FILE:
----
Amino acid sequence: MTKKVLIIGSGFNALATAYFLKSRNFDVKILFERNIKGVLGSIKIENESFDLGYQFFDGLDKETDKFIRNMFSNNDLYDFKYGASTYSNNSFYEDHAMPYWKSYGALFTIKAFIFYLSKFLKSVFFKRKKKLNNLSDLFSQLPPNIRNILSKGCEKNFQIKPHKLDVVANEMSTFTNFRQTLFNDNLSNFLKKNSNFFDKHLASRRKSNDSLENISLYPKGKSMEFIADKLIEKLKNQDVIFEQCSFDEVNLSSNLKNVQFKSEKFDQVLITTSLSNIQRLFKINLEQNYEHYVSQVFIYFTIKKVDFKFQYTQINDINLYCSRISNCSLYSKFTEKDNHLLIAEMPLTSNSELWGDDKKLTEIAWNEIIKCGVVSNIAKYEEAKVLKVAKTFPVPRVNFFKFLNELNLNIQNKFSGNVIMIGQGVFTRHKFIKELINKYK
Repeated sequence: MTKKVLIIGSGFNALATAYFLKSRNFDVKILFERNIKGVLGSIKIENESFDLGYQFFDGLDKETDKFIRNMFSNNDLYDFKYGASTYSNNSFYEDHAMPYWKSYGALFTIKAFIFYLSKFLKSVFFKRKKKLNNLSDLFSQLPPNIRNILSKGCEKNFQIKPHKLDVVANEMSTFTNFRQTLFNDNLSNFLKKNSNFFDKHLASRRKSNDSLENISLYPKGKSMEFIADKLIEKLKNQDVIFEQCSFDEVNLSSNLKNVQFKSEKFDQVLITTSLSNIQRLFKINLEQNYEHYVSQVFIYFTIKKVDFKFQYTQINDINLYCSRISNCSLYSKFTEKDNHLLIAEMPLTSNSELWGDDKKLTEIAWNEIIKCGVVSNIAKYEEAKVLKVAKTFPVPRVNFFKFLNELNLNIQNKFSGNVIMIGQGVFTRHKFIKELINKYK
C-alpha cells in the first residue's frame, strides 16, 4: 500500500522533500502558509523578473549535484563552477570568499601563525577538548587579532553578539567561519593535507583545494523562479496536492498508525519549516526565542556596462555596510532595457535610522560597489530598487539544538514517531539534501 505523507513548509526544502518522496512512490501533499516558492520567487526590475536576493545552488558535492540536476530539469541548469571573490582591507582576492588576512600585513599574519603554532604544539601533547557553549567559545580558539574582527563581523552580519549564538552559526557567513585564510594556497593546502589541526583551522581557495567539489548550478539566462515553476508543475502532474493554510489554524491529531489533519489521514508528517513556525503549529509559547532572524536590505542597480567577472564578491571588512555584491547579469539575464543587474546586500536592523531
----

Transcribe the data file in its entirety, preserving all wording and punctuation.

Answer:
Amino acid sequence: MTKKVLIIGSGFNALATAYFLKSRNFDVKILFERNIKGVLGSIKIENESFDLGYQFFDGLDKETDKFIRNMFSNNDLYDFKYGASTYSNNSFYEDHAMPYWKSYGALFTIKAFIFYLSKFLKSVFFKRKKKLNNLSDLFSQLPPNIRNILSKGCEKNFQIKPHKLDVVANEMSTFTNFRQTLFNDNLSNFLKKNSNFFDKHLASRRKSNDSLENISLYPKGKSMEFIADKLIEKLKNQDVIFEQCSFDEVNLSSNLKNVQFKSEKFDQVLITTSLSNIQRLFKINLEQNYEHYVSQVFIYFTIKKVDFKFQYTQINDINLYCSRISNCSLYSKFTEKDNHLLIAEMPLTSNSELWGDDKKLTEIAWNEIIKCGVVSNIAKYEEAKVLKVAKTFPVPRVNFFKFLNELNLNIQNKFSGNVIMIGQGVFTRHKFIKELINKYK
Repeated sequence: MTKKVLIIGSGFNALATAYFLKSRNFDVKILFERNIKGVLGSIKIENESFDLGYQFFDGLDKETDKFIRNMFSNNDLYDFKYGASTYSNNSFYEDHAMPYWKSYGALFTIKAFIFYLSKFLKSVFFKRKKKLNNLSDLFSQLPPNIRNILSKGCEKNFQIKPHKLDVVANEMSTFTNFRQTLFNDNLSNFLKKNSNFFDKHLASRRKSNDSLENISLYPKGKSMEFIADKLIEKLKNQDVIFEQCSFDEVNLSSNLKNVQFKSEKFDQVLITTSLSNIQRLFKINLEQNYEHYVSQVFIYFTIKKVDFKFQYTQINDINLYCSRISNCSLYSKFTEKDNHLLIAEMPLTSNSELWGDDKKLTEIAWNEIIKCGVVSNIAKYEEAKVLKVAKTFPVPRVNFFKFLNELNLNIQNKFSGNVIMIGQGVFTRHKFIKELINKYK
C-alpha cells in the first residue's frame, strides 16, 4: 500500500522533500502558509523578473549535484563552477570568499601563525577538548587579532553578539567561519593535507583545494523562479496536492498508525519549516526565542556596462555596510532595457535610522560597489530598487539544538514517531539534501 505523507513548509526544502518522496512512490501533499516558492520567487526590475536576493545552488558535492540536476530539469541548469571573490582591507582576492588576512600585513599574519603554532604544539601533547557553549567559545580558539574582527563581523552580519549564538552559526557567513585564510594556497593546502589541526583551522581557495567539489548550478539566462515553476508543475502532474493554510489554524491529531489533519489521514508528517513556525503549529509559547532572524536590505542597480567577472564578491571588512555584491547579469539575464543587474546586500536592523531